Psalm 119:174, “I long for your salvation, O Lord, and your law is my delight.”
My undergraduate studies took place at Toronto’s York University where I was enrolled in the International Development Studies program. When it came time to think about what to do after graduation, professors and advisors often repeated the same thing: “Don’t go into development work. Go get a law degree – that’s the way to effect change.” Why a law degree? Why did these academics see legislation and law as central to bringing about massive systemic and societal change?
If the advice of my former professors does not alarm you, it should. For behind this advice is an underlying philosophy which sees man-made legislation as the way to salvation. For many non-biblical thinkers, their law is gospel.
Law AND Gospel
For the Christian, law is both judgment - “For all who have sinned without the law will also perish without the law, and all who have sinned under the law will be judged by the law” (Rom. 12:2) - and delight - “The law of your mouth is better to me than thousands of gold and silver pieces” (Psalm 119:72). But the law is never salvation: “For by works of the law no human being will be justified in his sight, since through the law comes knowledge of sin” (Rom. 3:20). The law reveals our sin and by it we are judged. The “good news” (gospel) is manifest when we declare that Jesus Christ willingly bore the punishment of a guilty verdict in our stead. After dying our death, Jesus conquered death, was raised to life and is now seated at the right hand of God. He is the reigning King who, by his justification, enables us to be citizens of his Kingdom. His law, the same law by which we are judged, becomes our joy once we have been justified because we now hunger and thirst for the righteousness of our beloved King. To live according to His law is love: “Love does no wrong to a neighbor; therefore love is the fulfilling of the law” (Rom. 13:10). His law tells us everything we need to know to walk in godliness, sets out the terms of abundant life and lays out the parameters for a just society in a sin-filled world.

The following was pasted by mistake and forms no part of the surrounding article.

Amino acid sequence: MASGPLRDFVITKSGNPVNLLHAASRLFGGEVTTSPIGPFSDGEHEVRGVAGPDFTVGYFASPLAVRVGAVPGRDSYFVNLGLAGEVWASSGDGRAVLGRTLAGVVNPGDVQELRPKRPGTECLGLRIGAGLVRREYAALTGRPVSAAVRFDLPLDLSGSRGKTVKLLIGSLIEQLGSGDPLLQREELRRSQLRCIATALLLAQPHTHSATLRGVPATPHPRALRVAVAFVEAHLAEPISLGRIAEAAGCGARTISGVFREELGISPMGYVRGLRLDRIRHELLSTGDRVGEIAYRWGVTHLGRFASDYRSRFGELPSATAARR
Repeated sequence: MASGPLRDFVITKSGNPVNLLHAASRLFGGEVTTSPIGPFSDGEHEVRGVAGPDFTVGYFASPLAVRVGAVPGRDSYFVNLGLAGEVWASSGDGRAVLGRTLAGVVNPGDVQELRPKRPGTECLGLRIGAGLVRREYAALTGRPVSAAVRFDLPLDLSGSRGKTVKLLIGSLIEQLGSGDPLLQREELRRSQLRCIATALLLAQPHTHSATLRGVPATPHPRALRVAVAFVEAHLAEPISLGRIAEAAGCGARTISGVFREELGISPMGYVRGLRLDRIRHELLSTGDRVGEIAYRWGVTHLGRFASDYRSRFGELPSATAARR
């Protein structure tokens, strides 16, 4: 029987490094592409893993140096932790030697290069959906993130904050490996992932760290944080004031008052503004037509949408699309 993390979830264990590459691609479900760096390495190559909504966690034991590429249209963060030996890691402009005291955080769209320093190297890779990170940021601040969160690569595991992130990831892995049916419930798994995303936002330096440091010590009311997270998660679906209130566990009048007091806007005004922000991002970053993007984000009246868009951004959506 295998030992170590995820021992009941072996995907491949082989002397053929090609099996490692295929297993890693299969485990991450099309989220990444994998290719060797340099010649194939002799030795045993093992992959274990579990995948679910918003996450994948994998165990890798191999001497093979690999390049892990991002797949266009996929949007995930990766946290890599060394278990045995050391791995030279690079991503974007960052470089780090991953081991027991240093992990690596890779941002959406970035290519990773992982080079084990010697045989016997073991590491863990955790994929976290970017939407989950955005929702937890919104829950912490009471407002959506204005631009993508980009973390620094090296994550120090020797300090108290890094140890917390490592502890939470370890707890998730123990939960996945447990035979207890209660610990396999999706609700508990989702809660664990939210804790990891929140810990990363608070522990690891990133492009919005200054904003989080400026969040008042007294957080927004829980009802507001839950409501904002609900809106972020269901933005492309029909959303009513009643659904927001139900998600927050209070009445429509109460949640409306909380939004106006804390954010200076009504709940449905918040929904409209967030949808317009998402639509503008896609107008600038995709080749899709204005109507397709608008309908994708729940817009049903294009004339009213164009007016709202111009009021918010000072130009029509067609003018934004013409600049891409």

Law AS Gospel
Without the biblical understanding of law and grace, and the God who gives both, secular thinking has made human beings the source of all law (an idea that is not new in history). Governments are formed that make laws and change laws according to the currents of the culture. Rather than acknowledging our transcendent law-giver to whom we will be held accountable, what was wrong yesterday could be allowed tomorrow and what was permissible in the last decade could be a heinous injustice in the next. The thinking which eclipsed God also denies the problem of sin. Instead, all social problems are attributed to environmental factors or systemic power relations, of which we are all supposedly victims. The dominant secular humanistic thinking, combined with postmodern analytical methods and the rise of Marxist political theory, moves us toward pragmatic measures of social control through legal manipulation and programming by the civil government. It is thought that if we could just control or change our environment and the structures around us we could have a better world. Legislation forces people to abide by the progressive moral order. The law becomes the “gospel” because we look to it for salvation and transformation – to bring about whichever ideal or end we seek (e.g. universal healthcare, the end of poverty through the redistribution of wealth, special ‘rights’ for people of all ‘sexual orientations’ or ‘genders,’ etc.).